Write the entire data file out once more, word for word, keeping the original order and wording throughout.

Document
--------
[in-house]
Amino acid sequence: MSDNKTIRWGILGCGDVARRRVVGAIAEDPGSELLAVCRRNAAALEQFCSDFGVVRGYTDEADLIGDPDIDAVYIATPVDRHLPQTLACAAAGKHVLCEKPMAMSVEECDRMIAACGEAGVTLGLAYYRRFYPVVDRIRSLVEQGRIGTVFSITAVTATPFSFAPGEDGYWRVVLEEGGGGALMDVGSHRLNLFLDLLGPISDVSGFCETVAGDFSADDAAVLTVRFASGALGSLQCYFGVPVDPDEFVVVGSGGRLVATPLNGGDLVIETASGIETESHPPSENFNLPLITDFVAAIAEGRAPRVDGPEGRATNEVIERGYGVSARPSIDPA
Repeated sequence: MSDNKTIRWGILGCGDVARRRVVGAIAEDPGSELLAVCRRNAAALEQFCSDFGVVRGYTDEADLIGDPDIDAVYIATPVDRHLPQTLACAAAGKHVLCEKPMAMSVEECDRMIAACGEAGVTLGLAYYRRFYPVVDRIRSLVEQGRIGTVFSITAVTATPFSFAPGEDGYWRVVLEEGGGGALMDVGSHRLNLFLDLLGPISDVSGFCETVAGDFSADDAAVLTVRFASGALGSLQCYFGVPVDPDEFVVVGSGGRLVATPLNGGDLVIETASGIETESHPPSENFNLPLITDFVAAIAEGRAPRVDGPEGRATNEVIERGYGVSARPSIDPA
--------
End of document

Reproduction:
[in-house]
Amino acid sequence: MSDNKTIRWGILGCGDVARRRVVGAIAEDPGSELLAVCRRNAAALEQFCSDFGVVRGYTDEADLIGDPDIDAVYIATPVDRHLPQTLACAAAGKHVLCEKPMAMSVEECDRMIAACGEAGVTLGLAYYRRFYPVVDRIRSLVEQGRIGTVFSITAVTATPFSFAPGEDGYWRVVLEEGGGGALMDVGSHRLNLFLDLLGPISDVSGFCETVAGDFSADDAAVLTVRFASGALGSLQCYFGVPVDPDEFVVVGSGGRLVATPLNGGDLVIETASGIETESHPPSENFNLPLITDFVAAIAEGRAPRVDGPEGRATNEVIERGYGVSARPSIDPA
Repeated sequence: MSDNKTIRWGILGCGDVARRRVVGAIAEDPGSELLAVCRRNAAALEQFCSDFGVVRGYTDEADLIGDPDIDAVYIATPVDRHLPQTLACAAAGKHVLCEKPMAMSVEECDRMIAACGEAGVTLGLAYYRRFYPVVDRIRSLVEQGRIGTVFSITAVTATPFSFAPGEDGYWRVVLEEGGGGALMDVGSHRLNLFLDLLGPISDVSGFCETVAGDFSADDAAVLTVRFASGALGSLQCYFGVPVDPDEFVVVGSGGRLVATPLNGGDLVIETASGIETESHPPSENFNLPLITDFVAAIAEGRAPRVDGPEGRATNEVIERGYGVSARPSIDPA